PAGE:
Valerie: Toilet paper, (4 girls in the house), bread, eggs, milk, yogurt, breakfast bars, dog treats, wrapping paper (always need some), romaine lettuce and cheddar cheese.
Bertram: If you had the power to change one thing in the world that didn’t affect you personally, what would it be?
Valerie: Stop the atrocities women are subjected to in the Middle East.
Bertram: What makes you think that change would be for the better?
Valerie: It’s the 90s and they still stone woman who commit adultery.
Bertram: If you were stranded on a desert island, would you rather be stranded with, a man or a woman?
Valerie: I hope this doesn’t sound sexist, but I’d rather be stranded with a man with muscles. Someone not afraid of heights.
Bertram: How do you envision your future?
Valerie: If everything works out, and I’m praying it does, I see myself surrounded by giggling grandchildren.
November 7, 2008 at 6:40 pm
Hi Pat, Joylene, and Valerie:
I think Valerie sounds exactly as I pictured her in the novel. Good going and a good interview.
February 16, 2010 at 10:19 am
Thanks, Chris. You are very sweet.
February 18, 2010 at 8:24 am
Interesting and unique…
I’m wondering…does a writer considered this great detail about their main character as they are writing, before, during, or afterwards?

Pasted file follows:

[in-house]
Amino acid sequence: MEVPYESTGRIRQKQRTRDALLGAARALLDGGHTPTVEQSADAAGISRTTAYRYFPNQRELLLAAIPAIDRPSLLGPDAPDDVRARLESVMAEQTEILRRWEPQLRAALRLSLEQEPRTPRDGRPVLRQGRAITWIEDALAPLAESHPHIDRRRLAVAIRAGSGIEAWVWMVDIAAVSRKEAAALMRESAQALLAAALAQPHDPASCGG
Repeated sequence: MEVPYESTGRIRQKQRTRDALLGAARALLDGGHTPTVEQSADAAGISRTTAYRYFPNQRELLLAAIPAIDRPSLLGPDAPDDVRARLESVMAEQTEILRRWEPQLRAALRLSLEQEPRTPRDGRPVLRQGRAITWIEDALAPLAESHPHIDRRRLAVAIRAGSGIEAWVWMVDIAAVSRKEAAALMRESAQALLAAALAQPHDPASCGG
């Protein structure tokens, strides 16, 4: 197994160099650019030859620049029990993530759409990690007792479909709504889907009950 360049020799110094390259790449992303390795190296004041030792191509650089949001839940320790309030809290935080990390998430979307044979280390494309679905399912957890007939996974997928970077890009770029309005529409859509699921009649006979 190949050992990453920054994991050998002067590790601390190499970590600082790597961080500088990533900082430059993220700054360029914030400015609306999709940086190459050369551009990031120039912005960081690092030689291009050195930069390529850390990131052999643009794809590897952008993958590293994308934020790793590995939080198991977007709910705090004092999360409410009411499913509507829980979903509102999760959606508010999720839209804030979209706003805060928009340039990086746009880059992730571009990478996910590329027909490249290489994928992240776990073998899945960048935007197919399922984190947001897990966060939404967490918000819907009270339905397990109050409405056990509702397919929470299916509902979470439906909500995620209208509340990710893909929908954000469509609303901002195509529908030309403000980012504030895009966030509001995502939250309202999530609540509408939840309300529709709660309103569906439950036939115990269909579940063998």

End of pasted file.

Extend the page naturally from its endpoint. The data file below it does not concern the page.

I’ve never seen it done before but it’s both fascinating and boring…do you know what I mean? You wouldn’t actually find out these things while reading the book, yet by boring us with trivial details, it somehow makes the character much more “alive.”
Any places in U.S. for this book?
February 18, 2010 at 10:12 am
I have learned so much doing these many months. You’re right Glenda, it was boring. But educational. Dead Witness is available online at Amazon.ca, Black Bond Books, Chapter.Indigo.ca and Books and Company at a discount re the exchange rate. I noticed it’s listed at Amazon.com, but I don’t believe it’s actually available. I signed with Hignell and cancelled my Lulu app.